Having been in the firing line of many an old age pensioner berating me for being young and therefore somehow morally bankrupt, I recognise every generation thinks it has a duty to extol the virtues of its own heyday over that of its descendants. Whether you yearn for the camaraderie of the Blitz or the polyester of the 1970s (now superseded by the 1980s as the bad taste decade), nostalgia's golden balm continues to fuel the timeless game of epochal rivalry.
Drug abuse and promiscuity have long provided ammunition for the moral majority, but their fun-loving twins, the ageing baby boomers, are just as bad: 'if you remember the 1960s', so the smug saying goes, 'then you weren't there'. Yet the German record label Trikont has recently released a series of compilations that remind us morals have always been loose, and that when the 1920s roared, they roared loud. One look at the titles says it all: High and Low: Drug Songs 1917-1944; Hot and Sexy: Copulation Blues 1926-1940; Crazy and Obscure: Novelty Songs 1914-1946.
The gems in High and Low range from Blues to early Jazz. Here you can find Ella Fitzgerald singing the praises of 'Wacky Dust' in 1938, Victoria Spivey and Lonnie Johnson's 'Dope Head Blues' from 1927, and Harry 'The Hipster' Gibson asking in 1944 'Who Put the Benzedrine in Mrs Murphy's Ovaltine?' Hot and Sexy: Copulation Blues 1926-1940 is principally a Carry On-style exercise in smutty double-entendres - Lil Johnson and Black Bob's 'Press My Button, Ring My Bell' (1936) or Alberta Waters' 'You Can't Tell the Difference after Dark' (1935). In 'My Handy Man' (1928) Ethel Waters sings of the range of odd jobs her man can turn his hand to: 'he shakes my ashes/strokes my fiddle/threads my needle' before boasting 'sometimes he's up long before dawn/trimming the rough edges off my lawn'. There also exists, however, a far more sexually explicit body of recordings. Usually sung in private, in army barracks or brothels, a number of these songs were recorded between the wars. Never released, only a few test pressings survive. Lucille Bogan, the first female Blues singer to record outside New York or Chicago cut 'Shave 'em Dry' in 1935, an uproarious number with lyrics that would make even the most die-hard sybarite blush.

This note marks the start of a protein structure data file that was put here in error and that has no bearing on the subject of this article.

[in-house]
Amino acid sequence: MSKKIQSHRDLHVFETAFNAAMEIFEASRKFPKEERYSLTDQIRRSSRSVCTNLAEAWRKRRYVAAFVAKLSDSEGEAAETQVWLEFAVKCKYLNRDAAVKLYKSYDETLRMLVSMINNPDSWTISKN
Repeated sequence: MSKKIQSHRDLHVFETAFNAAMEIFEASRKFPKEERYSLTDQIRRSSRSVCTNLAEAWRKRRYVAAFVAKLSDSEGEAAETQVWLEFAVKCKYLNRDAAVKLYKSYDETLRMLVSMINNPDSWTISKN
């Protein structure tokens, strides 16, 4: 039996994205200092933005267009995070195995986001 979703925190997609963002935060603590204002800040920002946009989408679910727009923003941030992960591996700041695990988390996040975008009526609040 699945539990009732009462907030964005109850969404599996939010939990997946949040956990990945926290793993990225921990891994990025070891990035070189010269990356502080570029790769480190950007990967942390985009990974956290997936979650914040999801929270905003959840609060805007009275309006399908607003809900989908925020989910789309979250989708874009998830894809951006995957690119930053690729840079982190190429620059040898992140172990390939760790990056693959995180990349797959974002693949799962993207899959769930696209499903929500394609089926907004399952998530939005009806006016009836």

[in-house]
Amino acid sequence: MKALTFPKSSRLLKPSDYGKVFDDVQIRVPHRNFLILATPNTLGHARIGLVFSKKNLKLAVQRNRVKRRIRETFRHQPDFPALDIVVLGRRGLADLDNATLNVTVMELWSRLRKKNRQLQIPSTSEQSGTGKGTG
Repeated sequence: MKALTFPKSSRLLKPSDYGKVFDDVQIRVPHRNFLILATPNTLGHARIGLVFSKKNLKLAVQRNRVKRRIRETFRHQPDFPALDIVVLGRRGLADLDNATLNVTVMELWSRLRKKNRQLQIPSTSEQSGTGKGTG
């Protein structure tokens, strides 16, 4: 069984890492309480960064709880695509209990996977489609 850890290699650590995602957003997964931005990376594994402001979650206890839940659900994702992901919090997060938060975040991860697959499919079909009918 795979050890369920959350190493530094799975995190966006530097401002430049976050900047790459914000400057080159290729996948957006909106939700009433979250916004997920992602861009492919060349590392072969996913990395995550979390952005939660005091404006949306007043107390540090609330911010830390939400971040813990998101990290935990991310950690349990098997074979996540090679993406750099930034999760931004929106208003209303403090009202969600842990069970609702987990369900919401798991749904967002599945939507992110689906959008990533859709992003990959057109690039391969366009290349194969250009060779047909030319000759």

Such popular songs occupy a space somewhere between Folk and later Pop music. Although recorded and marketed like popular music, many of the songs were new arrangements or lyrical subversions of simple, traditional pieces of Folk and Blues. Archive recordings, such as those released by Trikont, and the ethnomusicographic tradition of song collecting have always been as subject to reinterpretation as any piece of socially historical evidence, both as revisionist's malleable stooge and reformer's rallying cry. Folk, the old-time music of heartbreak and murder, has long suffered an image problem, largely as a result of the zealotry of its fans. Britain tends to breed bearded cider drinkers, clad in chunky sweaters, singing about the blacksmith's daughter running away with the local laird. With plangent modal melodies as painful as their self-righteous protection of traditional music, one suspects they'd run a mile if a blacksmith's daughter so much as looked their way. Stateside, the image is far closer to Folk's dark heart - banjo-wielding Appalachian inbreds, for whom fancy key changes ain't